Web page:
HOWEVER, after yawning for the first hour of flight, drinking at least 2 glasses of wine along with a meal, I slept exactly 0 hours on the 13 hour flight over. So, I get there, it takes like 5 minutes to get through immigration (one of the benefits of being in the front of the plane) and then the moment has arrived...the picking up of the bags....and it turned out to be so perfectly easy.

In Japan they have the system all worked out and there are FREE carts everywhere that you can use to cart your luggage all over the airport. I got my bus ticket with no delay and hopped right on for my hour trek into Tokyo. I even met a very nice girl on the bus that is originally from Mississippi and has been in Tokyo for a year and a half....look at me.

I take the bus (the limo bus...fancy name but still just a bus) to this hotel where my wonderful husband is waiting for me. It was so so great to see John again....absence does indeed make the heart grow fonder. Then we have to walk to our apartment...quite possibly the worst part of the entire trip....10 minutes uphill with all that luggage - terrible. But we made it and I even stayed awake long enough to eat pizza and now it is morning in Tokyo and John and I are going to go explore this new city where we find ourselves.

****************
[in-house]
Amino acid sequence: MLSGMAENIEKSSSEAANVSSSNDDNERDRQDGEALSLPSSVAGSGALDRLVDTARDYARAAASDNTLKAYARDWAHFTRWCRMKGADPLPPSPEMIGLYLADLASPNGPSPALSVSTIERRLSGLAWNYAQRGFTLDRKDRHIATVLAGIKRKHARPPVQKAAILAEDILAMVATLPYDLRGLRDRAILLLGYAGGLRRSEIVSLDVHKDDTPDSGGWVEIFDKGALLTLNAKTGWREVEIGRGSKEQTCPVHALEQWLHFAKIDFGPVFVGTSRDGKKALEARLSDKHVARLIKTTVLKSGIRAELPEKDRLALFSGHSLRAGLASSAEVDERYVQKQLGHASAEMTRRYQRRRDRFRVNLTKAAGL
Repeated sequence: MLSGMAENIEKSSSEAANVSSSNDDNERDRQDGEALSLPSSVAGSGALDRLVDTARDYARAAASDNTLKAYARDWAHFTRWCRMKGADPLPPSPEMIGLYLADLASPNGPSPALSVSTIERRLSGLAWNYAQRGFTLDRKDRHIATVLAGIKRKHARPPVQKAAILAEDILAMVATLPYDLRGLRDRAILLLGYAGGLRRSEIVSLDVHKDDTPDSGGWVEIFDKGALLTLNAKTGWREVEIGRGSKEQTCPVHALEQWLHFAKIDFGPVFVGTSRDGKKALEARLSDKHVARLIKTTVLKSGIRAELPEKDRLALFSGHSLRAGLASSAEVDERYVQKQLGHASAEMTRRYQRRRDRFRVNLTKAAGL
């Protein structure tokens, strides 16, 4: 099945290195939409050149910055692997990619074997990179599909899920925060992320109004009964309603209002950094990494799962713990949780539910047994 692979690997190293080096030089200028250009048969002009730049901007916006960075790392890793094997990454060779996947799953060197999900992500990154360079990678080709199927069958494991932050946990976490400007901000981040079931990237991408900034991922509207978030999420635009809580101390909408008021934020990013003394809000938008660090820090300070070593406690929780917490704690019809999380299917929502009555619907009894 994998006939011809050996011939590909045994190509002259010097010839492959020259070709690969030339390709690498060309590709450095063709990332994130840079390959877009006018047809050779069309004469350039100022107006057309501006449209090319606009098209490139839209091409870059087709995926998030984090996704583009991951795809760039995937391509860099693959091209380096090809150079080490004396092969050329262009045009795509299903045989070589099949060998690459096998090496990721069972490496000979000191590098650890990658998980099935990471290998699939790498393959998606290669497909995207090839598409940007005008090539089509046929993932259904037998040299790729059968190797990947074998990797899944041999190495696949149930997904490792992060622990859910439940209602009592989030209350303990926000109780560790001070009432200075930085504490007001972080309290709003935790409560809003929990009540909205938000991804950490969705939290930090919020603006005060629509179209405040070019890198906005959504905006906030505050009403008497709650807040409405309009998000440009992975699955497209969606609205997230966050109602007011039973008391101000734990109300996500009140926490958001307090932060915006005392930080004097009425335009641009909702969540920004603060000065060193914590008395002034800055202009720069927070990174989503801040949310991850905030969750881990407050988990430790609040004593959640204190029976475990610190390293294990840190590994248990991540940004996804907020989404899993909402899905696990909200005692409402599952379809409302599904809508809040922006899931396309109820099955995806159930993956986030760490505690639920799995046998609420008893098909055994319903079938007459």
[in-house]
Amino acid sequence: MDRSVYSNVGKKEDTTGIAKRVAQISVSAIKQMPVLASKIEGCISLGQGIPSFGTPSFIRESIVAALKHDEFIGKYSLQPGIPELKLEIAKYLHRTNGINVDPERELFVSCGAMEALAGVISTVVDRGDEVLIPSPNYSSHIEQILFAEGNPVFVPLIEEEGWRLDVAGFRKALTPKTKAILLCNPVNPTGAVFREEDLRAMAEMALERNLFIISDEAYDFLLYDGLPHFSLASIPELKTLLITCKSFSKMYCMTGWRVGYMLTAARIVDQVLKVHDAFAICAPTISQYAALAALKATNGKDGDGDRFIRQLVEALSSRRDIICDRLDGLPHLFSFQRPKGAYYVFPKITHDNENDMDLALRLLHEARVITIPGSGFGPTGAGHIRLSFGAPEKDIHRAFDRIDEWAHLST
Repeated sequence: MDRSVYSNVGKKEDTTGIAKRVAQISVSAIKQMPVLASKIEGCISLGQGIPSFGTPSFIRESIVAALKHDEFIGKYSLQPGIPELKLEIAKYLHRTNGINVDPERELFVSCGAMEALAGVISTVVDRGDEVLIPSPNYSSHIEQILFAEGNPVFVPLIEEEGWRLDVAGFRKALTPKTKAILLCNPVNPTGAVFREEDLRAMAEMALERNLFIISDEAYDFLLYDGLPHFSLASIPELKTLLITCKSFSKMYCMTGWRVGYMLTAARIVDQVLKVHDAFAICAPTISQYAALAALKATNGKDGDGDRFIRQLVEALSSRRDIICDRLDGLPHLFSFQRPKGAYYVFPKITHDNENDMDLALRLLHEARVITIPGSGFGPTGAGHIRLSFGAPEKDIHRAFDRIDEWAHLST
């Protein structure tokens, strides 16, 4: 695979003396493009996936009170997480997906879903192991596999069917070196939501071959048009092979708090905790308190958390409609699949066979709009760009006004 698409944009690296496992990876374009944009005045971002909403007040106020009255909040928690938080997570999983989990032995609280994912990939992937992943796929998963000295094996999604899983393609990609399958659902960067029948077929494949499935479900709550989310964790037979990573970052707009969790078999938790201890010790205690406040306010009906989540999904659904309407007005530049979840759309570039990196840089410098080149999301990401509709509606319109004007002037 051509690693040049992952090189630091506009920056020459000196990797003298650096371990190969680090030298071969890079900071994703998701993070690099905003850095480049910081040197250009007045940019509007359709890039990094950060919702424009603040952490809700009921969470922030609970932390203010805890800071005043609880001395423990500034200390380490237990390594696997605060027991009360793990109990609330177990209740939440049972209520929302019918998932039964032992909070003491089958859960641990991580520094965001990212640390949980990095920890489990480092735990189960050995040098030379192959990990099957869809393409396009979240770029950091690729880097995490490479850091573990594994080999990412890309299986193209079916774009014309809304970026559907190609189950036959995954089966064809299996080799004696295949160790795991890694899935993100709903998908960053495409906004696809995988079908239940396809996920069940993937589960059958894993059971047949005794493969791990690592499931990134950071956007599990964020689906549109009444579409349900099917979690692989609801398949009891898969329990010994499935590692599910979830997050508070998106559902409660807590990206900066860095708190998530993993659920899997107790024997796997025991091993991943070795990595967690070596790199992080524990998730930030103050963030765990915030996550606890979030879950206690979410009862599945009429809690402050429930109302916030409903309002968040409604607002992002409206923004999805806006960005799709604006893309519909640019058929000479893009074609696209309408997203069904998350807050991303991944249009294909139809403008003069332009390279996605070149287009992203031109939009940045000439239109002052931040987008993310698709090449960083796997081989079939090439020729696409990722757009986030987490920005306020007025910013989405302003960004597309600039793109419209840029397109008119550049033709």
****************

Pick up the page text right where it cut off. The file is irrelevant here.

So, to sum it all up....I made it to Tokyo. Until next time.....Jenn

Monday, September 1, 2008

Gustav....what kind of name is Gustav?

So, we finally made it home from Alaska on Saturday morning. Let me tell you, it was quite the day. We woke up at 4:30am on Friday because we couldn't possibly miss our last possible meal on the boat. Then we board the train, which is the scenic option we chose to get to Anchorage. I have to say after my first three naps I actually did enjoy the scenery, which was basically miles and miles of greenery and nature. Then we get into Anchorage around I don't know...noonish and have to get on a bus to take us to the Anchorage convention center, which was the location that we were joined with our luggage. There while we are all dead on our feet we have a few more hours (9 to be exact) to shop for our last souveneirs. So after waking up before the crack of dawn, we didn't head out to Houston until 9:00pm.